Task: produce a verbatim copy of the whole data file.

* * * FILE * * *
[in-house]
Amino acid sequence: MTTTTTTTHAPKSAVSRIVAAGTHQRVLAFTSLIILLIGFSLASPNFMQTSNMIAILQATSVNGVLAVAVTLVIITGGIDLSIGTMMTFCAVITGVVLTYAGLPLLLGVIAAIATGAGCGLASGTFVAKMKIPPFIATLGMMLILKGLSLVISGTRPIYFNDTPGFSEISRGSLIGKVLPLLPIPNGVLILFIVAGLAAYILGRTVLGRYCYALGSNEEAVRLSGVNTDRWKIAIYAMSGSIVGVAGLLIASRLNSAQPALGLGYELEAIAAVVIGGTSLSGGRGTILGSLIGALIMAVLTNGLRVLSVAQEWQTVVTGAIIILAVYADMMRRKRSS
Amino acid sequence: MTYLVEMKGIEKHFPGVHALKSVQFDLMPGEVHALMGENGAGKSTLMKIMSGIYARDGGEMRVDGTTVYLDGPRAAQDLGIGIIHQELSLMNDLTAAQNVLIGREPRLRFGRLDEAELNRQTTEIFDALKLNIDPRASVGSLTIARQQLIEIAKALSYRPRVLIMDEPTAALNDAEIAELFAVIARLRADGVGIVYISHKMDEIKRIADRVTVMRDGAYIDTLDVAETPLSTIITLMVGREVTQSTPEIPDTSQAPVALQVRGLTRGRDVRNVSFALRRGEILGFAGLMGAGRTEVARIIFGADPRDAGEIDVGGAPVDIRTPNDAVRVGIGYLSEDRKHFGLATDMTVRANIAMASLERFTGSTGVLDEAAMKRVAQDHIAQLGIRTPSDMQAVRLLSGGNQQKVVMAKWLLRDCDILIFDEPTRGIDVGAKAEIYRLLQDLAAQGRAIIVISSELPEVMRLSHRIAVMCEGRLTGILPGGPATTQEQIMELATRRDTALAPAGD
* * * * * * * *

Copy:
[in-house]
Amino acid sequence: MTTTTTTTHAPKSAVSRIVAAGTHQRVLAFTSLIILLIGFSLASPNFMQTSNMIAILQATSVNGVLAVAVTLVIITGGIDLSIGTMMTFCAVITGVVLTYAGLPLLLGVIAAIATGAGCGLASGTFVAKMKIPPFIATLGMMLILKGLSLVISGTRPIYFNDTPGFSEISRGSLIGKVLPLLPIPNGVLILFIVAGLAAYILGRTVLGRYCYALGSNEEAVRLSGVNTDRWKIAIYAMSGSIVGVAGLLIASRLNSAQPALGLGYELEAIAAVVIGGTSLSGGRGTILGSLIGALIMAVLTNGLRVLSVAQEWQTVVTGAIIILAVYADMMRRKRSS
Amino acid sequence: MTYLVEMKGIEKHFPGVHALKSVQFDLMPGEVHALMGENGAGKSTLMKIMSGIYARDGGEMRVDGTTVYLDGPRAAQDLGIGIIHQELSLMNDLTAAQNVLIGREPRLRFGRLDEAELNRQTTEIFDALKLNIDPRASVGSLTIARQQLIEIAKALSYRPRVLIMDEPTAALNDAEIAELFAVIARLRADGVGIVYISHKMDEIKRIADRVTVMRDGAYIDTLDVAETPLSTIITLMVGREVTQSTPEIPDTSQAPVALQVRGLTRGRDVRNVSFALRRGEILGFAGLMGAGRTEVARIIFGADPRDAGEIDVGGAPVDIRTPNDAVRVGIGYLSEDRKHFGLATDMTVRANIAMASLERFTGSTGVLDEAAMKRVAQDHIAQLGIRTPSDMQAVRLLSGGNQQKVVMAKWLLRDCDILIFDEPTRGIDVGAKAEIYRLLQDLAAQGRAIIVISSELPEVMRLSHRIAVMCEGRLTGILPGGPATTQEQIMELATRRDTALAPAGD